Heralded as a "historic compromise," the move implied that Palestinians would agree to accept only 22 percent, believed to have become 17 percent after massive Israeli settlement building, of historic Palestine in exchange for peace with Israel.

Numerous Palestinian factions, including Hamas, as well as pro-Palestine advocates support a one-state solution in which Israelis and Palestinians would be treated equally, arguing that the creation of a Palestinian state beside Israel would not be sustainable and that it would mean recognizing a state of Israel on territories seized forcefully by Zionists before 1967.

They also believe that the two-state solution, which is the only option considered by international actors, won't solve existing discrimination, nor erase economic and military tensions.

Meanwhile, Abu Marzouk said Hamas was looking forward to working within the Palestinian unity government.

Palestinian reconciliation has already been accomplished, Abu Marzouk added, confirming that his movement was willing to put into effect every single term of the reconciliation agreement.

The national unity deal signed on April 23 between the PLO and Hamas has come under intense pressure since, especially as critics say Israel has sought to undermine the deal through a massive arrest campaign targeting Hamas members across the West Bank over the summer, as well as the seven-week assault on Gaza.

Despite Israeli attempts at stoking discord within the Palestinian unity government, Palestinian officials continued to stress on the need to stay committed to the reconciliation.

Moreover, regarding Hamas' alleged regional plans, Abu Marzouk said that Blair’s “assumptions” were not based on any evidence.

“Where are the alleged agendas and plans?” he asked.

He also reiterated that Hamas cared about Egypt's security and stability and would never intervene in Egypt’s internal affairs.

An Egyptian court last month banned Hamas’ armed wing and listed the movement as a terrorist organization.

Hamas is an offshoot of Egypt's Muslim Brotherhood, which the Egyptian authorities have also declared a terrorist group and have repressed systematically since the army ousted one of its leaders, Mohammed Mursi, from the presidency in 2013.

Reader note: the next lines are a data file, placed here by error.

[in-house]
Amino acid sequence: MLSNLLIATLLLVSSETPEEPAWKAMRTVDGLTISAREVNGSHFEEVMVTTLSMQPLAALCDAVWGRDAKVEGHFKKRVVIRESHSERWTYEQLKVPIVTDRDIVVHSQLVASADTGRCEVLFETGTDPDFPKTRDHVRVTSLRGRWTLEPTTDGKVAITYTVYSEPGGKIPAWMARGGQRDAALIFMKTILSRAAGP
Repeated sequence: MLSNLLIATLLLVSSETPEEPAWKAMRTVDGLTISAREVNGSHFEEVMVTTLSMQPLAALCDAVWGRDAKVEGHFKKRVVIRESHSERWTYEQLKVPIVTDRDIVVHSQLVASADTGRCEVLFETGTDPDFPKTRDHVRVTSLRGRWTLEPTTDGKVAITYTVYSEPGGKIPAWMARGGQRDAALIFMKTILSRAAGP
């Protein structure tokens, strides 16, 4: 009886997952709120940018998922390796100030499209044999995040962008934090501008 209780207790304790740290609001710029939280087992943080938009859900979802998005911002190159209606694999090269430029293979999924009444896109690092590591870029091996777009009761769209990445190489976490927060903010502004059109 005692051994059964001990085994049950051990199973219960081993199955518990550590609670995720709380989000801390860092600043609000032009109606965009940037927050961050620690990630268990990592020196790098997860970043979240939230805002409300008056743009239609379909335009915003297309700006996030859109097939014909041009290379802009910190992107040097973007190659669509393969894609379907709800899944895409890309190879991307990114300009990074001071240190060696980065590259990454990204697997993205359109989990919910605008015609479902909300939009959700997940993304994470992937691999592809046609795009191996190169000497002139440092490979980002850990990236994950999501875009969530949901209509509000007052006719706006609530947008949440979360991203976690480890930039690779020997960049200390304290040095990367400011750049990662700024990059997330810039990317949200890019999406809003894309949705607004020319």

Egypt had previously banned Hamas from operating in Egypt.

Egyptian officials claim weapons are smuggled from the Hamas-ruled Gaza Strip into Egypt, where they end up with militant groups fighting to topple the Western-backed Cairo government.
Islamist militants based in Egypt's Sinai region, which has a border with Gaza, have killed hundreds of police and soldiers since Mursi's political demise. The insurgency has spread to other parts of Egypt, the most populous Arab country.

The Palestinian faction has repeatedly denied accusations that it has carried out attacks in the North African state, saying it cannot act against Egypt's national security.

Since then-army chief Abdel Fattah al-Sisi rose to power in Egypt in 2013 and was elected president, the country’s relationship with the besieged Gaza Strip has worsened.

In November, Egypt decided to create a one kilometer-deep buffer zone in the Sinai Peninsula along the border with Gaza by clearing more than 800 houses, displacing more than 1,100 families, and destroying and neutralizing hundreds of subterranean tunnels.

Gaza, which has been under a brutal illegal Israeli blockade for almost eight years, relied heavily on smuggling tunnels across the Egyptian border to obtain vital supplies. The only border crossing between Egypt and Gaza has also been routinely closed, leaving many Palestinians stranded or without access to important medical treatment.

(Ma’an, Al-Akhbar)